Bloomberg News

Columbia Student Denied Pretrial Diversion in Drug Case

December 16, 2011

(Updates with comments from attorney in fourth paragraph.)

Dec. 13 (Bloomberg) -- Adam Klein, one of five Columbia University students arrested a year ago and accused of selling drugs on campus, was denied entry into a pretrial diversion program by a judge in Manhattan today.

Judge Michael Sonberg in New York state Supreme Court denied Klein’s request to enter a diversion program set up in 2009 as part of a reform of the state’s so-called Rockefeller drug laws. The program allows judges to divert some nonviolent offenders to treatment programs instead of incarceration.

Klein, 21, of Closter, New Jersey, was one of five students arrested in December 2010 after a five-month investigation nicknamed “Operation Ivy League.” Prosecutors said undercover officers spent $11,000 buying drugs including cocaine, marijuana, ecstasy and LSD-laced candy, with most sales taking place in common areas and bedrooms of three fraternities.

“Obviously we’re disappointed,” said Klein’s attorney, Alan Abramson. “We think Adam is an ideal candidate for diversion and the kind of defendant the diversion statute was created for.”

Sonberg in October also rejected diversion requests from two of Klein’s co-defendants, Jose Stephan Perez, 21, of Atlanta and Michael Wymbs, 23, of New York. Wymbs pleaded guilty to third-degree attempted criminal possession of a controlled substance and was sentenced to five years’ probation, and Perez is scheduled to return to court on Dec. 20.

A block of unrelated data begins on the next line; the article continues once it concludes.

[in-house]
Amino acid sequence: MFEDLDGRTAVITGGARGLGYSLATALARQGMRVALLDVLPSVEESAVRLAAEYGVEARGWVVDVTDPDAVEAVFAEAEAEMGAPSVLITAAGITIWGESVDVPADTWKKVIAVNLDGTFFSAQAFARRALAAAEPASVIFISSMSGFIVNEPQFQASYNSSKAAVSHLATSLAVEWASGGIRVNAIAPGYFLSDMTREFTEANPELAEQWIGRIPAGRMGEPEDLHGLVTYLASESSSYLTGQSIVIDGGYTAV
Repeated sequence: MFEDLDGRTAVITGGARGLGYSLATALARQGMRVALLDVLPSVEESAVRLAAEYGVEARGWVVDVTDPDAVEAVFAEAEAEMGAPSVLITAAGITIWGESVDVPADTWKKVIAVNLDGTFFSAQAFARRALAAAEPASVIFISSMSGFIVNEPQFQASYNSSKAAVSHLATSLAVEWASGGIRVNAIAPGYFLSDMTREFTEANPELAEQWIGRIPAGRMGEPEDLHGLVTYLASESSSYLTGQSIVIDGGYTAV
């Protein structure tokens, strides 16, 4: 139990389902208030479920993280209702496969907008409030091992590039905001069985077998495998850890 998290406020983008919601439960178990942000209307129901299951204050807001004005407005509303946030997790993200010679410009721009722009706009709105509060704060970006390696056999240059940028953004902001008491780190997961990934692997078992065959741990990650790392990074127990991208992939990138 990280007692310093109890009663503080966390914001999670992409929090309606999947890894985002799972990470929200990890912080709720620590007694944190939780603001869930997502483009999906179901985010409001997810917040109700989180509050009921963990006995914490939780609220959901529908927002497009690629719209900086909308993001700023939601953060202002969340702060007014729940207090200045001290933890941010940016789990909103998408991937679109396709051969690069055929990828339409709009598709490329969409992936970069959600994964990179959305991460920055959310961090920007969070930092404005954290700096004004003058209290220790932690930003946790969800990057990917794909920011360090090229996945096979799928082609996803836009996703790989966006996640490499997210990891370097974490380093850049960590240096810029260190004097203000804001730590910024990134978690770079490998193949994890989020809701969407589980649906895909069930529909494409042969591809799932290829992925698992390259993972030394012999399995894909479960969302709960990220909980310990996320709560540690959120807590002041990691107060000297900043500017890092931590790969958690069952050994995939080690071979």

Guilty Plea

Another of the arrested students, Harrison David, 21, of Wrentham, Massachusetts, pleaded guilty on July 19 to selling cocaine to an undercover officer in exchange for six months in jail and five years of probation. He began serving his prison term on Aug. 30.

A judge approved diversion for another arrested student, Christopher Coles, 21, of Philadelphia, last month. If he completes the program successfully, the criminal case will be dropped.

Perez and Klein face sentences of as long as 2 1/2 years if convicted of criminal sale of a controlled substance in the fifth degree, the most serious charge against each of them. Both turned down plea bargains in June that included five years’ probation. Klein is scheduled to return to court Jan. 10.

The case is People v. David, 00038N/2011, New York state Supreme Court, New York County (Manhattan.)

--Editors: Glenn Holdcraft, Charles Carter

To contact the reporter on this story: Chris Dolmetsch in New York at cdolmetsch@bloomberg.net

To contact the editor responsible for this story: Michael Hytha at mhytha@bloomberg.net


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